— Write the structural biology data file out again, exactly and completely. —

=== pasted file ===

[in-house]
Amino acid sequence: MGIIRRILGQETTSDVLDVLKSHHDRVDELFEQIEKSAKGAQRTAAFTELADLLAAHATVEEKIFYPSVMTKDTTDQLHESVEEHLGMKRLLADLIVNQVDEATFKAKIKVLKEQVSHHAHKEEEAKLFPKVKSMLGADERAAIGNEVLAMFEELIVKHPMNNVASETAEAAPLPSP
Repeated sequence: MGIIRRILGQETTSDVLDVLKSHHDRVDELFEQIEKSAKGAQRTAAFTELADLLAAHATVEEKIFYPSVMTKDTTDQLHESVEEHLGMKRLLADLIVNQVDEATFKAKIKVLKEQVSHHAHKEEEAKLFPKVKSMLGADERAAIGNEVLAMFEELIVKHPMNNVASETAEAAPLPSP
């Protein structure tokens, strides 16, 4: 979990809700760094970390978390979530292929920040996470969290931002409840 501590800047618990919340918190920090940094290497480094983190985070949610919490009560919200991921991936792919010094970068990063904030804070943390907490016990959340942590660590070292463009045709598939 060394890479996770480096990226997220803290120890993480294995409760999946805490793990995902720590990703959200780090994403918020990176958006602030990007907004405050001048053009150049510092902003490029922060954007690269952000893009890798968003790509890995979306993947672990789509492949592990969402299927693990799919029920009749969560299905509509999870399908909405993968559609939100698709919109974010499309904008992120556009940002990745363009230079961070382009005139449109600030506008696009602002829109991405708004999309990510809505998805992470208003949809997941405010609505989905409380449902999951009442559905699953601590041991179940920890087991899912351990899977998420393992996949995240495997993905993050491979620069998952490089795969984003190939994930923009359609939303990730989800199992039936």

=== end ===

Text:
[in-house]
Amino acid sequence: MGIIRRILGQETTSDVLDVLKSHHDRVDELFEQIEKSAKGAQRTAAFTELADLLAAHATVEEKIFYPSVMTKDTTDQLHESVEEHLGMKRLLADLIVNQVDEATFKAKIKVLKEQVSHHAHKEEEAKLFPKVKSMLGADERAAIGNEVLAMFEELIVKHPMNNVASETAEAAPLPSP
Repeated sequence: MGIIRRILGQETTSDVLDVLKSHHDRVDELFEQIEKSAKGAQRTAAFTELADLLAAHATVEEKIFYPSVMTKDTTDQLHESVEEHLGMKRLLADLIVNQVDEATFKAKIKVLKEQVSHHAHKEEEAKLFPKVKSMLGADERAAIGNEVLAMFEELIVKHPMNNVASETAEAAPLPSP
């Protein structure tokens, strides 16, 4: 979990809700760094970390978390979530292929920040996470969290931002409840 501590800047618990919340918190920090940094290497480094983190985070949610919490009560919200991921991936792919010094970068990063904030804070943390907490016990959340942590660590070292463009045709598939 060394890479996770480096990226997220803290120890993480294995409760999946805490793990995902720590990703959200780090994403918020990176958006602030990007907004405050001048053009150049510092902003490029922060954007690269952000893009890798968003790509890995979306993947672990789509492949592990969402299927693990799919029920009749969560299905509509999870399908909405993968559609939100698709919109974010499309904008992120556009940002990745363009230079961070382009005139449109600030506008696009602002829109991405708004999309990510809505998805992470208003949809997941405010609505989905409380449902999951009442559905699953601590041991179940920890087991899912351990899977998420393992996949995240495997993905993050491979620069998952490089795969984003190939994930923009359609939303990730989800199992039936």